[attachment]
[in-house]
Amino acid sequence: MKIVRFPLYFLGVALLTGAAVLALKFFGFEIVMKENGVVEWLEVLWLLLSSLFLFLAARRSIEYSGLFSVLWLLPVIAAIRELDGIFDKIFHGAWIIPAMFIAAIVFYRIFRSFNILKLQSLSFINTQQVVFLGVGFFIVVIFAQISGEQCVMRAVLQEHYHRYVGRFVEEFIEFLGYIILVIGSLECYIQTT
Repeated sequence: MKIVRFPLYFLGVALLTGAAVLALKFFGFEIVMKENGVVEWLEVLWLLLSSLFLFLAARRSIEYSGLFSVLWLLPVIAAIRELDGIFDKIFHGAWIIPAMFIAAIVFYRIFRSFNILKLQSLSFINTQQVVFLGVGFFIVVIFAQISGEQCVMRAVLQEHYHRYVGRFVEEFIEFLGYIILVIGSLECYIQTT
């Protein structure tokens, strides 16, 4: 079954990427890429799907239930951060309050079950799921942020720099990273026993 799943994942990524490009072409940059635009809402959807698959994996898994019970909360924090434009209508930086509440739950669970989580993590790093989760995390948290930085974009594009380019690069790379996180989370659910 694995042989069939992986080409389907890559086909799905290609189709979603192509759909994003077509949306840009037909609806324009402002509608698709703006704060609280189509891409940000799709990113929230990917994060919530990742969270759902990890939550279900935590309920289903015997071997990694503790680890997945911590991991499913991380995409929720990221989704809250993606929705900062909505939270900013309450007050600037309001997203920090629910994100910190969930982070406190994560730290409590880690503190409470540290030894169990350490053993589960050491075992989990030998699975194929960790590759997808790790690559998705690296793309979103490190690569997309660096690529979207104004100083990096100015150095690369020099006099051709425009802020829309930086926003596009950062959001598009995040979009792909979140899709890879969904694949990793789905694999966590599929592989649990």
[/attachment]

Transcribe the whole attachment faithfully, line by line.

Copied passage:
[in-house]
Amino acid sequence: MKIVRFPLYFLGVALLTGAAVLALKFFGFEIVMKENGVVEWLEVLWLLLSSLFLFLAARRSIEYSGLFSVLWLLPVIAAIRELDGIFDKIFHGAWIIPAMFIAAIVFYRIFRSFNILKLQSLSFINTQQVVFLGVGFFIVVIFAQISGEQCVMRAVLQEHYHRYVGRFVEEFIEFLGYIILVIGSLECYIQTT
Repeated sequence: MKIVRFPLYFLGVALLTGAAVLALKFFGFEIVMKENGVVEWLEVLWLLLSSLFLFLAARRSIEYSGLFSVLWLLPVIAAIRELDGIFDKIFHGAWIIPAMFIAAIVFYRIFRSFNILKLQSLSFINTQQVVFLGVGFFIVVIFAQISGEQCVMRAVLQEHYHRYVGRFVEEFIEFLGYIILVIGSLECYIQTT
């Protein structure tokens, strides 16, 4: 079954990427890429799907239930951060309050079950799921942020720099990273026993 799943994942990524490009072409940059635009809402959807698959994996898994019970909360924090434009209508930086509440739950669970989580993590790093989760995390948290930085974009594009380019690069790379996180989370659910 694995042989069939992986080409389907890559086909799905290609189709979603192509759909994003077509949306840009037909609806324009402002509608698709703006704060609280189509891409940000799709990113929230990917994060919530990742969270759902990890939550279900935590309920289903015997071997990694503790680890997945911590991991499913991380995409929720990221989704809250993606929705900062909505939270900013309450007050600037309001997203920090629910994100910190969930982070406190994560730290409590880690503190409470540290030894169990350490053993589960050491075992989990030998699975194929960790590759997808790790690559998705690296793309979103490190690569997309660096690529979207104004100083990096100015150095690369020099006099051709425009802020829309930086926003596009950062959001598009995040979009792909979140899709890879969904694949990793789905694999966590599929592989649990």